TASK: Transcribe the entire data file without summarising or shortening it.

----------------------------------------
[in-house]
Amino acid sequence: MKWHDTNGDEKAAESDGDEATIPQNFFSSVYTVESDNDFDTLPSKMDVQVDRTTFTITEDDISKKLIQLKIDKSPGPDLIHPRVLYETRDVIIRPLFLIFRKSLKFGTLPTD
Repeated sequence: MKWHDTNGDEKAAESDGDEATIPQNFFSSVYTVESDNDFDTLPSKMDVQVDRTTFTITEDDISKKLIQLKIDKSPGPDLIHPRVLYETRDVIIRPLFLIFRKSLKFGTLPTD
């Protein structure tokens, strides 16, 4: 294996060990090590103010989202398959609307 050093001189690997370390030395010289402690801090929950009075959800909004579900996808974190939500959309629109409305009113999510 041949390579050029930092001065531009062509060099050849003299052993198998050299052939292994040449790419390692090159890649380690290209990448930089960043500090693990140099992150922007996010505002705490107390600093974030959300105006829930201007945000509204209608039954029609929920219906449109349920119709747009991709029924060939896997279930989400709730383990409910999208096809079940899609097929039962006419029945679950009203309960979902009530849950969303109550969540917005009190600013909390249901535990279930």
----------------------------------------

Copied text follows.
[in-house]
Amino acid sequence: MKWHDTNGDEKAAESDGDEATIPQNFFSSVYTVESDNDFDTLPSKMDVQVDRTTFTITEDDISKKLIQLKIDKSPGPDLIHPRVLYETRDVIIRPLFLIFRKSLKFGTLPTD
Repeated sequence: MKWHDTNGDEKAAESDGDEATIPQNFFSSVYTVESDNDFDTLPSKMDVQVDRTTFTITEDDISKKLIQLKIDKSPGPDLIHPRVLYETRDVIIRPLFLIFRKSLKFGTLPTD
């Protein structure tokens, strides 16, 4: 294996060990090590103010989202398959609307 050093001189690997370390030395010289402690801090929950009075959800909004579900996808974190939500959309629109409305009113999510 041949390579050029930092001065531009062509060099050849003299052993198998050299052939292994040449790419390692090159890649380690290209990448930089960043500090693990140099992150922007996010505002705490107390600093974030959300105006829930201007945000509204209608039954029609929920219906449109349920119709747009991709029924060939896997279930989400709730383990409910999208096809079940899609097929039962006419029945679950009203309960979902009530849950969303109550969540917005009190600013909390249901535990279930």